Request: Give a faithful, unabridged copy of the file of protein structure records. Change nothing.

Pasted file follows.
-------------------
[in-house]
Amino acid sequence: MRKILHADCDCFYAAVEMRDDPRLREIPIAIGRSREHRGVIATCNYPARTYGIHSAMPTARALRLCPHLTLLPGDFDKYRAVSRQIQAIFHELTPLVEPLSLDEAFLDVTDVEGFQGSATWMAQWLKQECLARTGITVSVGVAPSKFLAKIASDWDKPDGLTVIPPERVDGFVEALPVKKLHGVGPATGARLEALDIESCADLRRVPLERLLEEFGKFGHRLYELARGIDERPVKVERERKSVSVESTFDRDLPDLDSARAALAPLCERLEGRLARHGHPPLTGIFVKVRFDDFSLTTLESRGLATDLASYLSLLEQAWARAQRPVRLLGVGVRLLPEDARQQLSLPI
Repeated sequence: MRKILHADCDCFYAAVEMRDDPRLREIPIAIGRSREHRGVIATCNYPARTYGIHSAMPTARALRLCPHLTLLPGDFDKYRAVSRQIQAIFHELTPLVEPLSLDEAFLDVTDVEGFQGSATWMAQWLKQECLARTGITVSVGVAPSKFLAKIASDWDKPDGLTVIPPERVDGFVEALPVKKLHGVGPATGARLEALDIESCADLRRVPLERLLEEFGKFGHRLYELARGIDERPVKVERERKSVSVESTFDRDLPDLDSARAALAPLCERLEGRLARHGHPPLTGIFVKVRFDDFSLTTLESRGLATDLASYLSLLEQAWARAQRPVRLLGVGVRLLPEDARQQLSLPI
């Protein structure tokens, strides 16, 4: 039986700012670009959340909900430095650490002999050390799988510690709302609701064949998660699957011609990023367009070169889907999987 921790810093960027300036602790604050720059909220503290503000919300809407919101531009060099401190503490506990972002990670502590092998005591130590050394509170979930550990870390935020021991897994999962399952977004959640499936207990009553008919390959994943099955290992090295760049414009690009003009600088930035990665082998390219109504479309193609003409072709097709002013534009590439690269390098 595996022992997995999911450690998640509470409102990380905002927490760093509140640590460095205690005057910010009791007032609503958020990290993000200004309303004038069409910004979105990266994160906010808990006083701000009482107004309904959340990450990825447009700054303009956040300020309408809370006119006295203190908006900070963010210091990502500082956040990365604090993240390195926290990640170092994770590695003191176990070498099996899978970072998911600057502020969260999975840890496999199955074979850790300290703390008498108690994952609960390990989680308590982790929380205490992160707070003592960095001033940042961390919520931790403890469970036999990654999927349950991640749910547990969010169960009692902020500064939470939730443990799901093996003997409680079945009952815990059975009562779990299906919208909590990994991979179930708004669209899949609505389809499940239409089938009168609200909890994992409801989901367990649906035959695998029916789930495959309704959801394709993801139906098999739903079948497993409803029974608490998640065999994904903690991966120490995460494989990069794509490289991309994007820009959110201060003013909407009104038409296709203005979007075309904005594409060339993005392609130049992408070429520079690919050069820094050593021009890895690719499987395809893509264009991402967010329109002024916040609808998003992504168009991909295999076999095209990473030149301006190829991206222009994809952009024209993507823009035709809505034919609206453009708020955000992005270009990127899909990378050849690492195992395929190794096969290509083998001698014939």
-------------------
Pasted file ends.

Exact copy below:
[in-house]
Amino acid sequence: MRKILHADCDCFYAAVEMRDDPRLREIPIAIGRSREHRGVIATCNYPARTYGIHSAMPTARALRLCPHLTLLPGDFDKYRAVSRQIQAIFHELTPLVEPLSLDEAFLDVTDVEGFQGSATWMAQWLKQECLARTGITVSVGVAPSKFLAKIASDWDKPDGLTVIPPERVDGFVEALPVKKLHGVGPATGARLEALDIESCADLRRVPLERLLEEFGKFGHRLYELARGIDERPVKVERERKSVSVESTFDRDLPDLDSARAALAPLCERLEGRLARHGHPPLTGIFVKVRFDDFSLTTLESRGLATDLASYLSLLEQAWARAQRPVRLLGVGVRLLPEDARQQLSLPI
Repeated sequence: MRKILHADCDCFYAAVEMRDDPRLREIPIAIGRSREHRGVIATCNYPARTYGIHSAMPTARALRLCPHLTLLPGDFDKYRAVSRQIQAIFHELTPLVEPLSLDEAFLDVTDVEGFQGSATWMAQWLKQECLARTGITVSVGVAPSKFLAKIASDWDKPDGLTVIPPERVDGFVEALPVKKLHGVGPATGARLEALDIESCADLRRVPLERLLEEFGKFGHRLYELARGIDERPVKVERERKSVSVESTFDRDLPDLDSARAALAPLCERLEGRLARHGHPPLTGIFVKVRFDDFSLTTLESRGLATDLASYLSLLEQAWARAQRPVRLLGVGVRLLPEDARQQLSLPI
């Protein structure tokens, strides 16, 4: 039986700012670009959340909900430095650490002999050390799988510690709302609701064949998660699957011609990023367009070169889907999987 921790810093960027300036602790604050720059909220503290503000919300809407919101531009060099401190503490506990972002990670502590092998005591130590050394509170979930550990870390935020021991897994999962399952977004959640499936207990009553008919390959994943099955290992090295760049414009690009003009600088930035990665082998390219109504479309193609003409072709097709002013534009590439690269390098 595996022992997995999911450690998640509470409102990380905002927490760093509140640590460095205690005057910010009791007032609503958020990290993000200004309303004038069409910004979105990266994160906010808990006083701000009482107004309904959340990450990825447009700054303009956040300020309408809370006119006295203190908006900070963010210091990502500082956040990365604090993240390195926290990640170092994770590695003191176990070498099996899978970072998911600057502020969260999975840890496999199955074979850790300290703390008498108690994952609960390990989680308590982790929380205490992160707070003592960095001033940042961390919520931790403890469970036999990654999927349950991640749910547990969010169960009692902020500064939470939730443990799901093996003997409680079945009952815990059975009562779990299906919208909590990994991979179930708004669209899949609505389809499940239409089938009168609200909890994992409801989901367990649906035959695998029916789930495959309704959801394709993801139906098999739903079948497993409803029974608490998640065999994904903690991966120490995460494989990069794509490289991309994007820009959110201060003013909407009104038409296709203005979007075309904005594409060339993005392609130049992408070429520079690919050069820094050593021009890895690719499987395809893509264009991402967010329109002024916040609808998003992504168009991909295999076999095209990473030149301006190829991206222009994809952009024209993507823009035709809505034919609206453009708020955000992005270009990127899909990378050849690492195992395929190794096969290509083998001698014939």